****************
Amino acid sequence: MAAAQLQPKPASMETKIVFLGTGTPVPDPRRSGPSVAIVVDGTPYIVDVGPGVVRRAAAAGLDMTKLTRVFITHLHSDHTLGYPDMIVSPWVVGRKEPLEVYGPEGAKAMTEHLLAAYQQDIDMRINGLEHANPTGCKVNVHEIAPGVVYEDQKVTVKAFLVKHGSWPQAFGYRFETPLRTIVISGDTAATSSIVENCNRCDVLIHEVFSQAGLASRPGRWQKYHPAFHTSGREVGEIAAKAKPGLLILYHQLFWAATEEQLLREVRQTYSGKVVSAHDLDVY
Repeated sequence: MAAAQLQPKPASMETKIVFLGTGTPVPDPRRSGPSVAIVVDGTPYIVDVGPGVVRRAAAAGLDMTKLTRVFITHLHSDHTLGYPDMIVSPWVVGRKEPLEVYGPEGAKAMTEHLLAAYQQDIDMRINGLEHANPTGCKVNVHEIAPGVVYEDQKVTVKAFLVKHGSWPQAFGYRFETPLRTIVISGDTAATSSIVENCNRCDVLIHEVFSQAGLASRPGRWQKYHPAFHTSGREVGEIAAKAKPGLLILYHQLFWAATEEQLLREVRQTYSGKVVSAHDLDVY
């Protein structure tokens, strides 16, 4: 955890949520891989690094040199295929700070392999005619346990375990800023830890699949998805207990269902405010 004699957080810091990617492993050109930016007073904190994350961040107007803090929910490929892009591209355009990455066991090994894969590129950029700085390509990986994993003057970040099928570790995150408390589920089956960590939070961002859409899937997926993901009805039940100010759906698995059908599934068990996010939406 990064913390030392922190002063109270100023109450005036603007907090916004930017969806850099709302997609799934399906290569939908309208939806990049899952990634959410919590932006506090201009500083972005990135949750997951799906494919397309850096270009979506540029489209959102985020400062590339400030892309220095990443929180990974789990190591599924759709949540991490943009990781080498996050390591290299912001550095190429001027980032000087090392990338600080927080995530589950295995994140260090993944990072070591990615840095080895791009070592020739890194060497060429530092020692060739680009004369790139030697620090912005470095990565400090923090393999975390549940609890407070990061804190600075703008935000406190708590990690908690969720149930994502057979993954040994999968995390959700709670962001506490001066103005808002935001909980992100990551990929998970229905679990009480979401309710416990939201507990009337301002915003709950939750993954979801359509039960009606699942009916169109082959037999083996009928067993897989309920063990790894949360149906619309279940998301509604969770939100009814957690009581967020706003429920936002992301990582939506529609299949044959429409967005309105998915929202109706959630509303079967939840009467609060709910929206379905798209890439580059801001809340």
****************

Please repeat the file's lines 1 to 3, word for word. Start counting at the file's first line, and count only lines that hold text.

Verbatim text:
Amino acid sequence: MAAAQLQPKPASMETKIVFLGTGTPVPDPRRSGPSVAIVVDGTPYIVDVGPGVVRRAAAAGLDMTKLTRVFITHLHSDHTLGYPDMIVSPWVVGRKEPLEVYGPEGAKAMTEHLLAAYQQDIDMRINGLEHANPTGCKVNVHEIAPGVVYEDQKVTVKAFLVKHGSWPQAFGYRFETPLRTIVISGDTAATSSIVENCNRCDVLIHEVFSQAGLASRPGRWQKYHPAFHTSGREVGEIAAKAKPGLLILYHQLFWAATEEQLLREVRQTYSGKVVSAHDLDVY
Repeated sequence: MAAAQLQPKPASMETKIVFLGTGTPVPDPRRSGPSVAIVVDGTPYIVDVGPGVVRRAAAAGLDMTKLTRVFITHLHSDHTLGYPDMIVSPWVVGRKEPLEVYGPEGAKAMTEHLLAAYQQDIDMRINGLEHANPTGCKVNVHEIAPGVVYEDQKVTVKAFLVKHGSWPQAFGYRFETPLRTIVISGDTAATSSIVENCNRCDVLIHEVFSQAGLASRPGRWQKYHPAFHTSGREVGEIAAKAKPGLLILYHQLFWAATEEQLLREVRQTYSGKVVSAHDLDVY
């Protein structure tokens, strides 16, 4: 955890949520891989690094040199295929700070392999005619346990375990800023830890699949998805207990269902405010 004699957080810091990617492993050109930016007073904190994350961040107007803090929910490929892009591209355009990455066991090994894969590129950029700085390509990986994993003057970040099928570790995150408390589920089956960590939070961002859409899937997926993901009805039940100010759906698995059908599934068990996010939406 990064913390030392922190002063109270100023109450005036603007907090916004930017969806850099709302997609799934399906290569939908309208939806990049899952990634959410919590932006506090201009500083972005990135949750997951799906494919397309850096270009979506540029489209959102985020400062590339400030892309220095990443929180990974789990190591599924759709949540991490943009990781080498996050390591290299912001550095190429001027980032000087090392990338600080927080995530589950295995994140260090993944990072070591990615840095080895791009070592020739890194060497060429530092020692060739680009004369790139030697620090912005470095990565400090923090393999975390549940609890407070990061804190600075703008935000406190708590990690908690969720149930994502057979993954040994999968995390959700709670962001506490001066103005808002935001909980992100990551990929998970229905679990009480979401309710416990939201507990009337301002915003709950939750993954979801359509039960009606699942009916169109082959037999083996009928067993897989309920063990790894949360149906619309279940998301509604969770939100009814957690009581967020706003429920936002992301990582939506529609299949044959429409967005309105998915929202109706959630509303079967939840009467609060709910929206379905798209890439580059801001809340």